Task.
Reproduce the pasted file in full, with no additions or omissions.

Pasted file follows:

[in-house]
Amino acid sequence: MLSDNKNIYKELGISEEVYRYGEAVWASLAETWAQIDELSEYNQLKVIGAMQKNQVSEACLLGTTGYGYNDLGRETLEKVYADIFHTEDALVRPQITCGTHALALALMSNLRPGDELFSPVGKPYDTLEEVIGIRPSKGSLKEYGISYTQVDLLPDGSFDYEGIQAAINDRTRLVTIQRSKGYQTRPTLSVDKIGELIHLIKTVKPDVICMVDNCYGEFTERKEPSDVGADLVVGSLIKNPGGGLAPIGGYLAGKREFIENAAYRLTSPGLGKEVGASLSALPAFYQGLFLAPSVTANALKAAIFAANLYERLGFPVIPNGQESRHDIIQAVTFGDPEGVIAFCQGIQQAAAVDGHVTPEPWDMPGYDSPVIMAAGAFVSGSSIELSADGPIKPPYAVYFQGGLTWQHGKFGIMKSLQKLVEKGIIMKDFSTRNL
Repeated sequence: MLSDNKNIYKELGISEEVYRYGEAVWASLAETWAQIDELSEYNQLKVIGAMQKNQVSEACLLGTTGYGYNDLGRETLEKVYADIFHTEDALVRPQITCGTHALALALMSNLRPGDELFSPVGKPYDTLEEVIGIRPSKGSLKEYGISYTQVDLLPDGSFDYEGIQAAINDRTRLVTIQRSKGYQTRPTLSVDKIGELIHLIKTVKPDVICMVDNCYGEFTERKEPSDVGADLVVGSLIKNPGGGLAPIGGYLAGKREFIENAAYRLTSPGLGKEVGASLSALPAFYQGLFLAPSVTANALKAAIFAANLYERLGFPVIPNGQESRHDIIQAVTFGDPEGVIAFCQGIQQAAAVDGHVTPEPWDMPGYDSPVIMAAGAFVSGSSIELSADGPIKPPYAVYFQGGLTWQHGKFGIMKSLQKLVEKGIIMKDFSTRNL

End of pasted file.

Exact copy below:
[in-house]
Amino acid sequence: MLSDNKNIYKELGISEEVYRYGEAVWASLAETWAQIDELSEYNQLKVIGAMQKNQVSEACLLGTTGYGYNDLGRETLEKVYADIFHTEDALVRPQITCGTHALALALMSNLRPGDELFSPVGKPYDTLEEVIGIRPSKGSLKEYGISYTQVDLLPDGSFDYEGIQAAINDRTRLVTIQRSKGYQTRPTLSVDKIGELIHLIKTVKPDVICMVDNCYGEFTERKEPSDVGADLVVGSLIKNPGGGLAPIGGYLAGKREFIENAAYRLTSPGLGKEVGASLSALPAFYQGLFLAPSVTANALKAAIFAANLYERLGFPVIPNGQESRHDIIQAVTFGDPEGVIAFCQGIQQAAAVDGHVTPEPWDMPGYDSPVIMAAGAFVSGSSIELSADGPIKPPYAVYFQGGLTWQHGKFGIMKSLQKLVEKGIIMKDFSTRNL
Repeated sequence: MLSDNKNIYKELGISEEVYRYGEAVWASLAETWAQIDELSEYNQLKVIGAMQKNQVSEACLLGTTGYGYNDLGRETLEKVYADIFHTEDALVRPQITCGTHALALALMSNLRPGDELFSPVGKPYDTLEEVIGIRPSKGSLKEYGISYTQVDLLPDGSFDYEGIQAAINDRTRLVTIQRSKGYQTRPTLSVDKIGELIHLIKTVKPDVICMVDNCYGEFTERKEPSDVGADLVVGSLIKNPGGGLAPIGGYLAGKREFIENAAYRLTSPGLGKEVGASLSALPAFYQGLFLAPSVTANALKAAIFAANLYERLGFPVIPNGQESRHDIIQAVTFGDPEGVIAFCQGIQQAAAVDGHVTPEPWDMPGYDSPVIMAAGAFVSGSSIELSADGPIKPPYAVYFQGGLTWQHGKFGIMKSLQKLVEKGIIMKDFSTRNL